Some influential Hollywood production companies and talent agencies are supporting a call for a more responsible approach in the telling of stories about the transgender community.
Shonda Rhimes’ Shondaland, Ryan Murphy Productions, J.J. Abrams’s Bad Robot and Greg Berlanti’s Berlanti Productions are among the 45 companies and advocacy groups that signed an open letter released Tuesday that called on Hollywood to ensure trans people are “brought to the table” to tell their own stories.
The open letter comes just weeks after actress Scarlett Johannson opted to drop out of a film in which she was set to play a trans man and amid a larger conversation about the importance of involving members of diverse groups in the creative process when their stories are told in film or on television.
In the open letter, spearheaded by Time’s Up’s 5050by2020 and GLAAD, the groups point to the power of storytelling to change perceptions. The trans community has been negatively affected from being “portrayed almost exclusively as tragic victims, psychotic killers, and one-dimensional stereotypes,” the open letter said.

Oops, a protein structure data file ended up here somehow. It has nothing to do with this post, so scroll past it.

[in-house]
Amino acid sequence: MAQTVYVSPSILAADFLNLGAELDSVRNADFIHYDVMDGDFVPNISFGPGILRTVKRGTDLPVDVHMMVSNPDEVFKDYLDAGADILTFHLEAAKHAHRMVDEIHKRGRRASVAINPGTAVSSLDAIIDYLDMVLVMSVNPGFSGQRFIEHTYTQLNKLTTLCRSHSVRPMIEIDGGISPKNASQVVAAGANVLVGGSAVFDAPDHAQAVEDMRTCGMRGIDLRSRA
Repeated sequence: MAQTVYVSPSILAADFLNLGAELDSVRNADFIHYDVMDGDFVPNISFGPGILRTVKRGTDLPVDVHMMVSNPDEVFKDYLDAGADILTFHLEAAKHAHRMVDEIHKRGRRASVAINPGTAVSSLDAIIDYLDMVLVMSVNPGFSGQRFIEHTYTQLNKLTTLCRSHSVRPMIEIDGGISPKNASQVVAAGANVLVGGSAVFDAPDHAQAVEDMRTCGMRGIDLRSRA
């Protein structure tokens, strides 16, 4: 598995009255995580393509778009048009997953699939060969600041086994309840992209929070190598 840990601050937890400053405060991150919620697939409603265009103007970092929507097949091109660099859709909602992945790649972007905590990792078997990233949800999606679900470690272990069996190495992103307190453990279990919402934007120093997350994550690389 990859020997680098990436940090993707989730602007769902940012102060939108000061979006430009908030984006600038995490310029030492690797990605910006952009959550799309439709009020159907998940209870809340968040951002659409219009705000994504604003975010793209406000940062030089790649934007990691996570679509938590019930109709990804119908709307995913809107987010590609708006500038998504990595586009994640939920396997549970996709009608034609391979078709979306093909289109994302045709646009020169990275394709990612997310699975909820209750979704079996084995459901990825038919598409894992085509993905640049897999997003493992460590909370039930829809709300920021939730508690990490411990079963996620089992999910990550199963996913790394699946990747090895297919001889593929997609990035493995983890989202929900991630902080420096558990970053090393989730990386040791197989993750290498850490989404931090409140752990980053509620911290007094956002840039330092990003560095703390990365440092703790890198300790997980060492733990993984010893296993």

“We believe that we are at an unprecedented cultural moment — a moment when we can ask Hollywood to use its power to improve the lives of trans people by changing America’s understanding about who trans people are,” the letter said. “We want to help you tell our stories — and we need your help to do it.”
GLAAD President and CEO Sarah Kate Ellis added in a statement: “Hollywood changed the game for gay and lesbian acceptance by telling compelling stories and involving community members in front and behind the camera. At a time when the industry is at a tipping point for empowering diverse voices and audiences are demanding more inclusion, Hollywood needs to prioritize transgender talent and stories.”
The letter’s release was complemented by the unveiling of a guidebook meant to act as a resource for those in Hollywood looking to tell transgender stories.
In a Variety roundtable, actress Laverne Cox, best known for her role on “Orange Is the New Black,” said seeing cisgender actors portraying transgender people “reinforces the idea that trans women are not really women and trans men are not really men and nonbinary people don’t exist.” (Cisgender is a term used to describe someone whose gender identity matches the sex they were assigned at birth).
“That is the basis of the discrimination that trans people experience,” Cox said.